After the war however, most of the population migrated from the country into the cities, severing the ties to their agrarian heritage. National costumes by and large became a thing of the past, something that no longer had a function, or place in modern society. Even when folklore first became a popular trend in the 70s, young Finns overlooked their own heritage in favor of Mexican, Guatemalan and even Slavic folk-styles.

I am however hopeful that this trend is slowly being reversed, as young people everywhere in the world have begun to look for a more authentic way of life. In the wake a of a renewed interest in farming, natural remedies and handicrafts, it is entirely possible that young Finnish women will once more embrace their roots by wearing the traditional costume.

It's very much a trend I am proud to be in the forefront of. Kristiina and I already each have two of our own costumes, and have garnered nothing but compliments for them. The costumes are warm, but airy enough to be comfortable in summer, they feature fine craftsmanship and detailing, and are of flattering shapes and in vibrant colors. As a matter of fact, I plan to get married in one tomorrow.

"Be no longer full of sorrow,
Dry thy tears, thou bride of beauty,
Thou hast found a noble husband,
Better wilt thou fare than ever,
By the side of Ilmarinen,
Artist husband, metal-master,
Bread-provider of thy table,
On the arm of the fish-catcher,
On the breast of the elk-hunter,
By the side of the bear-killer.
Thou hast won the best of suitors,
Hast obtained a mighty hero;
Never idle is his cross-bow,
On the nails his quivers hang not,
Neither are his dogs in kennel,
Active agents is his bunting.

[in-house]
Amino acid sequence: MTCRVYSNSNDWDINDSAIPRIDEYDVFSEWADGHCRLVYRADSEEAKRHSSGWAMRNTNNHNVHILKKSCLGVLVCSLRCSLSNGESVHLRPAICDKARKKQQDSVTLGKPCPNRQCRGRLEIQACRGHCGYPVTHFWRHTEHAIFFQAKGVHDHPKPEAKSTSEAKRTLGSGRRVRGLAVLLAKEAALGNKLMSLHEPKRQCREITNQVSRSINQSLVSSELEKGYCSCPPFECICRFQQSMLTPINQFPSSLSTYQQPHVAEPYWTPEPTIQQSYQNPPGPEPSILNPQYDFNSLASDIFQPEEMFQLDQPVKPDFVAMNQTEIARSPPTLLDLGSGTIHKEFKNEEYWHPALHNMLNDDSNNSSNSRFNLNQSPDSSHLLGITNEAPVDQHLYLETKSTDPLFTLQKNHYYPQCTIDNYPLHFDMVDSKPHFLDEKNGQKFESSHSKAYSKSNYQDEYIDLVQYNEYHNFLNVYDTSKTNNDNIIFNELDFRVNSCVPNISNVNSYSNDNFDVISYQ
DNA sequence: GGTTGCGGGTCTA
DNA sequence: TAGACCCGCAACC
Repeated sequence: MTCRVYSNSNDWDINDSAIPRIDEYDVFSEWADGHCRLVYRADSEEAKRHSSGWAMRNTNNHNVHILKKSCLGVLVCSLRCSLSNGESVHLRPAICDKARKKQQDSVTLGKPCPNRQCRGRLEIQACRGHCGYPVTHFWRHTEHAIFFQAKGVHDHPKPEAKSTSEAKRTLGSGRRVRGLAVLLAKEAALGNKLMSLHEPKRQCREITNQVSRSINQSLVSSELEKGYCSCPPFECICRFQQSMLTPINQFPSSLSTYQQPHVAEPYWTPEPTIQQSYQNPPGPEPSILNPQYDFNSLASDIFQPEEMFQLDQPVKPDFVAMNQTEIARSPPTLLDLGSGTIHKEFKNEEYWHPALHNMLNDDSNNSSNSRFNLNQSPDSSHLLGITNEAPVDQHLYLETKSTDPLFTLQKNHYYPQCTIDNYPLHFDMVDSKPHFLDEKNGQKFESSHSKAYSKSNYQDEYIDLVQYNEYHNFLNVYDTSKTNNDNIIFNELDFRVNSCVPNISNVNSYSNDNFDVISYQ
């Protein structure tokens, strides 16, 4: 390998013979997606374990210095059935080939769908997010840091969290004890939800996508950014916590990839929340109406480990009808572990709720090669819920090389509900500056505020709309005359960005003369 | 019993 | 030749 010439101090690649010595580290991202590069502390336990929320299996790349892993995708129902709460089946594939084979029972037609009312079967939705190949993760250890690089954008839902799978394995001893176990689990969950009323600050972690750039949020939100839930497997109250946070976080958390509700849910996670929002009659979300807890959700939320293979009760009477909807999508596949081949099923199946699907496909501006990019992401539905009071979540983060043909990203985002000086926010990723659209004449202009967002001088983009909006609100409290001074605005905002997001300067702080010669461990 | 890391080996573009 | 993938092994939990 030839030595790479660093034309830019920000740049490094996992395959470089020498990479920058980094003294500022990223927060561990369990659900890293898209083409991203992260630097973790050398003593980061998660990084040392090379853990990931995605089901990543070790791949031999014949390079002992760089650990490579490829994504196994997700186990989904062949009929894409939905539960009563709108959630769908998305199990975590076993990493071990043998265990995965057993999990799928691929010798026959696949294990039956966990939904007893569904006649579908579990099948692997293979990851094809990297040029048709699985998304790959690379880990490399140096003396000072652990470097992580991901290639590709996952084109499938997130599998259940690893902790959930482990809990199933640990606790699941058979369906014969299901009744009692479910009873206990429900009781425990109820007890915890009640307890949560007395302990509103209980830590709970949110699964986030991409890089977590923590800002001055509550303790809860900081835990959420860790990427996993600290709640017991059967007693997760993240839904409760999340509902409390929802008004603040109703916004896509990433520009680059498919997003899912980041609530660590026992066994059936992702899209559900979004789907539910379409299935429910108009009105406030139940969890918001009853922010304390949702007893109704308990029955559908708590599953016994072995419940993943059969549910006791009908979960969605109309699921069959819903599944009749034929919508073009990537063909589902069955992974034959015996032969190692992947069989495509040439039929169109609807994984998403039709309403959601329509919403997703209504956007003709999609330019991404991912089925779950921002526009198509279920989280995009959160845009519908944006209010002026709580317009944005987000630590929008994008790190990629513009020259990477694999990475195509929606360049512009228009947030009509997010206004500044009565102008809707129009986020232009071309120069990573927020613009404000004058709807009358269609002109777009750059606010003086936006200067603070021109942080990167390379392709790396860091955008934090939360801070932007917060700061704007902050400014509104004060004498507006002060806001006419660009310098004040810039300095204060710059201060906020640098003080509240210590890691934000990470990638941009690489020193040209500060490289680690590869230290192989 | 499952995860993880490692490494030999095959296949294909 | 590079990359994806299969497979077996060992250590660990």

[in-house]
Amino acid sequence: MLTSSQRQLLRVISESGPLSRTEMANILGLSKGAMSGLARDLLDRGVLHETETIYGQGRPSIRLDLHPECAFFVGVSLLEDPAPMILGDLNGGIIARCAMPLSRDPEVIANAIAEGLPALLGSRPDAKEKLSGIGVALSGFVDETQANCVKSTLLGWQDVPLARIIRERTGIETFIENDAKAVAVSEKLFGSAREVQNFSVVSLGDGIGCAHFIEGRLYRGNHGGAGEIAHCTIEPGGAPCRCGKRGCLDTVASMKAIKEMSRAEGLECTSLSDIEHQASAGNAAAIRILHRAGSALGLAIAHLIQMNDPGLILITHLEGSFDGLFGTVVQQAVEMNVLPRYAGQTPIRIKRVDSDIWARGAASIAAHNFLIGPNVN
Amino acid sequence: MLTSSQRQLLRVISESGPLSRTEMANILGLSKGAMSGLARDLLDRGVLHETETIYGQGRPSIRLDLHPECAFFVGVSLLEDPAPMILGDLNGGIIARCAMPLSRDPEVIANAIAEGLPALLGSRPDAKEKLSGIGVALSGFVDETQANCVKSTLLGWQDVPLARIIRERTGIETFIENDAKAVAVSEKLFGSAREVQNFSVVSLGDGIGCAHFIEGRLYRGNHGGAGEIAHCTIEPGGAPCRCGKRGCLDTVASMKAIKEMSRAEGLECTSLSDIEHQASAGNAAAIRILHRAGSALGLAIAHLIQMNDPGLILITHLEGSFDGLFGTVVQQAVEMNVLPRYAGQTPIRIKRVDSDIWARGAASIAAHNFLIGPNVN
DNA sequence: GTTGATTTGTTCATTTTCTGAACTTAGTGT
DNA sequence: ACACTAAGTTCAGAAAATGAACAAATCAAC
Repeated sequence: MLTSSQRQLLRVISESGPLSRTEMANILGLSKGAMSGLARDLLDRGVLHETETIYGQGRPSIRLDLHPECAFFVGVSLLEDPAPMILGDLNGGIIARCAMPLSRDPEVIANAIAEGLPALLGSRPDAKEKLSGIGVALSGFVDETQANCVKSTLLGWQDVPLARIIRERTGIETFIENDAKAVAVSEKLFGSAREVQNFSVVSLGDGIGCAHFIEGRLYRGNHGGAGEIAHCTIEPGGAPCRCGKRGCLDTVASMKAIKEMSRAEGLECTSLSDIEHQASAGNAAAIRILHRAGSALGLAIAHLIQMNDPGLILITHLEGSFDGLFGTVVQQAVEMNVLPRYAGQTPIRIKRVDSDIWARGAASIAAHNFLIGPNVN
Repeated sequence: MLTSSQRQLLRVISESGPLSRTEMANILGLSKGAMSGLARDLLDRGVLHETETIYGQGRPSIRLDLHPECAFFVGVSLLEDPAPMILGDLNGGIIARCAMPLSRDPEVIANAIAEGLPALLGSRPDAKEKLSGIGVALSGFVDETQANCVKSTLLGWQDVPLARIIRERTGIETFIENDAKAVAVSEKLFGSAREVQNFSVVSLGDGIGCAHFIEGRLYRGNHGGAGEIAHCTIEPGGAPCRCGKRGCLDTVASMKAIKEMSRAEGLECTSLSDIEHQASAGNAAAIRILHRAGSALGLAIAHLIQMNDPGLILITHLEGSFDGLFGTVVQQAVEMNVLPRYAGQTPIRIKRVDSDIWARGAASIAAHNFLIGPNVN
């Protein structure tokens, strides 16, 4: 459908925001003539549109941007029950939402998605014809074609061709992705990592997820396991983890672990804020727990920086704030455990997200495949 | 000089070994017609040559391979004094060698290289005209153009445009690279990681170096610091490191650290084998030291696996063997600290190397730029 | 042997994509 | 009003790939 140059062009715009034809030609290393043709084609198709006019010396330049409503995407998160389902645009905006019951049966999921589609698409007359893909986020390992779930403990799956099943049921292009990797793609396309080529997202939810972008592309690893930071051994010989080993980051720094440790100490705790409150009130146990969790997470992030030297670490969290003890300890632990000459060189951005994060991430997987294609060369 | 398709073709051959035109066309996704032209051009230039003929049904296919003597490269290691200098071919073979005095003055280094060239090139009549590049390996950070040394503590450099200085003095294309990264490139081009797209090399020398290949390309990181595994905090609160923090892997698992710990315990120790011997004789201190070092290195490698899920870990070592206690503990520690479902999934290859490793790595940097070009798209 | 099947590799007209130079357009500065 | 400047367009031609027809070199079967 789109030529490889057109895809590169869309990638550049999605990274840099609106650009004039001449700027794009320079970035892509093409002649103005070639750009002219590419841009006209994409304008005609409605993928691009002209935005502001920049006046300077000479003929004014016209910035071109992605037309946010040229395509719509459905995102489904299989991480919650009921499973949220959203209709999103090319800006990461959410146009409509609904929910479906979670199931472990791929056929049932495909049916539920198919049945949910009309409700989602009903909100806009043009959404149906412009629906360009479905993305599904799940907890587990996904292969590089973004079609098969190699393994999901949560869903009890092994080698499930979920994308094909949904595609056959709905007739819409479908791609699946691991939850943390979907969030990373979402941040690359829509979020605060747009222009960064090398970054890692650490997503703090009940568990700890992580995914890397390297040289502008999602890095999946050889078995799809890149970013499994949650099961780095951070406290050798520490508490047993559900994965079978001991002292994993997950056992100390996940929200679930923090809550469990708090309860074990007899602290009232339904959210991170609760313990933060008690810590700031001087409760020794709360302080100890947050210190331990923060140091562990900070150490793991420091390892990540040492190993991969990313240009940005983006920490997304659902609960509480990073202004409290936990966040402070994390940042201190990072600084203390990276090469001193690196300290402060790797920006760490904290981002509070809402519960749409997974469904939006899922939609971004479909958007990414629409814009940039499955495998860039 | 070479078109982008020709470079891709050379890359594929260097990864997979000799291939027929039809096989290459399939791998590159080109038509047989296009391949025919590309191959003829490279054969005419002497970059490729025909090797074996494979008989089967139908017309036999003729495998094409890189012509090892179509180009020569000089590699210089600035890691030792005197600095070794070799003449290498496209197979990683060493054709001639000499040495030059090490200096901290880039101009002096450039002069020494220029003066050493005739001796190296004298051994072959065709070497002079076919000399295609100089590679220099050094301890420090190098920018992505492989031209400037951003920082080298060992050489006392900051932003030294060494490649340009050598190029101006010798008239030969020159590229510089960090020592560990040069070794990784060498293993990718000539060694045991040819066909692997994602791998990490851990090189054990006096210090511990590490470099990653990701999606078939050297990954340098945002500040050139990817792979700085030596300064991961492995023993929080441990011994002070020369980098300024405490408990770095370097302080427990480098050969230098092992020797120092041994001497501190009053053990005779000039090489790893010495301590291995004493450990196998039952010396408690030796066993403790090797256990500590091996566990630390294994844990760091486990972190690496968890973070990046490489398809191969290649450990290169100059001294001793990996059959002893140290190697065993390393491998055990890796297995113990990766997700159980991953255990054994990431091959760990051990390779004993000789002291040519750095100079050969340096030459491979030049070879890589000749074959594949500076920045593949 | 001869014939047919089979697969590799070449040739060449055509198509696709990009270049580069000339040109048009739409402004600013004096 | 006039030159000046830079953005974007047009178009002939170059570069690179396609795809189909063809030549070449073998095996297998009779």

Thrice within the budding spring-time
In the early hours of morning
He arises from his fare-couch,
From his slumber in the brush-wood,
Thrice within the sowing season,
On his eyes the deer has fallen,
And the branches brushed his vesture,
And his locks been combed by fir-boughs.
Hasten homeward with thy husband,
Where thy hero's friends await thee,
Where his forests sing thy welcome."



  1. This is a really interesting post - I agree about the idea of folk costumes. New Zealand Europeans (of which I am one) don't really have such a costume tradition, though pacific styles have been incorporated into designers work which is pretty cool. Kalevala is such a great poem - I've been reading it. Happy Wedding day!

  2. This is just lovely. I've been fascinated by Finnish culture for years, studying the Kalevala and the Finnish language. The poetics of the spells in the Kalevala are particularly fascinating.

    (Oh, and I've been reading your blog for months. It's always inspirational.)

  3. You are lucky; my countries national clothes disappeared into the mists of history a long, long time ago, "thanks" to colonialism.

  4. Good choice of subject :) And good information as well!
    Have to post pictures of my costume no2 as well soon. And you have to too!

  5. Interesting indeed, I always love your informative posts :)

    Can't wait to see wedding pics too, I'm sure you were beautiful in your national costume!

  6. yeah i always thought that the traditional costumes from both cultures are pretty much common!